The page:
(5 out of 5 stars)

"Who is better qualified to comment on the absurdity of romantic relationships than Woody Allen? In this under-rated bauble, the king of neurosis confirms the answer to that question in the first person. The humor is typical Allen --- witty, droll and fast-paced --- and the parody is sufficiently far over the edge to make the point without beating it to death. The concept of a Woody Allen musical only adds to this glorious parody of Allen's New York.

Reading reviews that criticize this film because the singing is less than first-rate, I can only chuckle. The point of the film is absurdity. Pavarotti's rendition of "I'm Through With Love" wouldn't cut it. Oh, and by the way, corpses can't actually sing. Whatever flaws the actors bring to the songs help make the point.

So after a long day of trying to talk some sense into your boss or your goofiest relative, kick off your shoes, grab a good stiff drink and watch this film. You'll feel better.
Sublime, delightful, utterly charming
LGwriter | Astoria, N.Y. United States | 06/28/2002
(5 out of 5 stars)

"Who woulda thought the Woodman could do something like this? Even as recently as 1996,when this film came out, Woody still had major chops, as witnessed by this perfect musical. This is a sublime blend of whimsy, romance, and wit. It's hard not to say that when you see a roomful of ghosts singing and rhumbaing to "Enjoy Yourself (It's Later Than You Think"), or when a hospital staff and crippled patients sing and dance about love, marriage, and parenthood.It's also touching to see Tim Roth as a tough escaped convict sing a love song to Drew Barrymore; the juxtaposition of these two opposites brings out the feeling much more than a singing citizen ever could have. And Woody and Goldie's flight-filled romantic rendition of "I'm Through With Love" on the banks of the Seine is utterly charming, making the heart float as lightly as Goldie does during her dancing.Woody evokes Groucho Marx in an ensemble dance number about Captain Spalding (sung in French, no less!), and individually, when talking to Goldie, complete with glasses, eyebrows, and mustache--and he does a more than passing fair version of Mr. Marx himself. One subplot about a girl in her twenties going through six or seven boyfriends in the course of the film is a hoot, and there's even a tinge of political satire as well--in the shape of a Young Republican who undergoes a magical transformation.This will make you smile all the way through. If only Woody had the panache now that he showed so well in this film. This one's superb Woody Allen."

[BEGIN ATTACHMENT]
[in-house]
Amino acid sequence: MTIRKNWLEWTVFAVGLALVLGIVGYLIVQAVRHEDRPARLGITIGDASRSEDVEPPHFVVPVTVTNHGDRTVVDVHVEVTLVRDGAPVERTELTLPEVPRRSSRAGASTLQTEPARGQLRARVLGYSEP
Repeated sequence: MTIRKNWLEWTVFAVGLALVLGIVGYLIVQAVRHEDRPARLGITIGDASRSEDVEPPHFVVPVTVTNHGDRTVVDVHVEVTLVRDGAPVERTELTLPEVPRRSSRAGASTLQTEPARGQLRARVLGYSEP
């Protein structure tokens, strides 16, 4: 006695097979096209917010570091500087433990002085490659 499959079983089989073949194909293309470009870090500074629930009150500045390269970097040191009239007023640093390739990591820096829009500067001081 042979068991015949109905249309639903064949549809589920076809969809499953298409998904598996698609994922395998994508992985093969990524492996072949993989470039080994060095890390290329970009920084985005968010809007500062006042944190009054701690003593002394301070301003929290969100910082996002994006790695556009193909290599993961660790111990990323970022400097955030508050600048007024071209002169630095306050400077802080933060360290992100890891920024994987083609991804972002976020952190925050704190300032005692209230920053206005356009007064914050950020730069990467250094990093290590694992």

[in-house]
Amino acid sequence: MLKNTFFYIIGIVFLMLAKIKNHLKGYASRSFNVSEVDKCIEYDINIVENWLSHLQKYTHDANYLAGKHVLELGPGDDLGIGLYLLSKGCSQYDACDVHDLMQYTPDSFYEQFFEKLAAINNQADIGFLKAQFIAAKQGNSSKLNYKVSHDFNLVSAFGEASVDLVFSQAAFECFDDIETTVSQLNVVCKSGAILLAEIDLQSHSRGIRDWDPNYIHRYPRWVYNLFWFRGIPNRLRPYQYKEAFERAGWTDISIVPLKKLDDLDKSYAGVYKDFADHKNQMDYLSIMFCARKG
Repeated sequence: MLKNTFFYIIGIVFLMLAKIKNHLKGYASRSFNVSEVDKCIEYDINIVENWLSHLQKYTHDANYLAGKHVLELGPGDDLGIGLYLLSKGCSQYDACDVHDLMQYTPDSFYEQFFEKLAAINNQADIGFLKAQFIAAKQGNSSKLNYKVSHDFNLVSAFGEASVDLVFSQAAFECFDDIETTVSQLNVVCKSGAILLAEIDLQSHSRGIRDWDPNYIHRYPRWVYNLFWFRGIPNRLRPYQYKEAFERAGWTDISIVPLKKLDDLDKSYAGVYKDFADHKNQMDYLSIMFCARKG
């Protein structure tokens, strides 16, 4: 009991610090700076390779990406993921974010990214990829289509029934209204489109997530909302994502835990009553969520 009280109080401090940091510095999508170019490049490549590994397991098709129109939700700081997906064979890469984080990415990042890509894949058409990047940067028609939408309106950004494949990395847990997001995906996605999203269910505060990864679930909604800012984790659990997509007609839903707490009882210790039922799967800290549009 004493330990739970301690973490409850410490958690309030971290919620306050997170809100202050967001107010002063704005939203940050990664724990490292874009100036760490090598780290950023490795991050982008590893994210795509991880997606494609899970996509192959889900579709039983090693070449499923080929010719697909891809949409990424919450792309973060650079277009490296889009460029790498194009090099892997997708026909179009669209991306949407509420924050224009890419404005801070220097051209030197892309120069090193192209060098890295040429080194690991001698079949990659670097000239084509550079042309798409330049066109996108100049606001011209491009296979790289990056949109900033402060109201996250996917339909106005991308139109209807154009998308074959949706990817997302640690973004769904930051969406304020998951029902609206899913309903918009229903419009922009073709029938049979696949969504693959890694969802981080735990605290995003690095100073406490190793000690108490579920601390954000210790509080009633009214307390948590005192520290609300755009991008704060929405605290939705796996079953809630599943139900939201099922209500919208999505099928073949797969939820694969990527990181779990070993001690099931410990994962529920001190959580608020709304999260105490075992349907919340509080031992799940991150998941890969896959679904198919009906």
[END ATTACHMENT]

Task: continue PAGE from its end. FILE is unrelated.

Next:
Sweet and lovely and Easy to Love
Ian Muldoon | Coffs Harbour, NSW Australia | 11/13/2005
(3 out of 5 stars)

"Lovers of the great American songbook (GAS)will recognize the title for my review. The same individuals will relish this homage by Mr Allen to the Hollywood musical and no one who has witnessed Mr James Stewart trying to get his tonsils around an Irving Berlin standard will object to any of the actors in EVERYONE SAYS I LOVE YOU who do a commendable job of presenting some wonderful songs from the GAS. Two comments: the film positively drips with charm, and is drippy with the absurdities of those in love much like those in a Shakespearian comedy. A treat, and a GAS."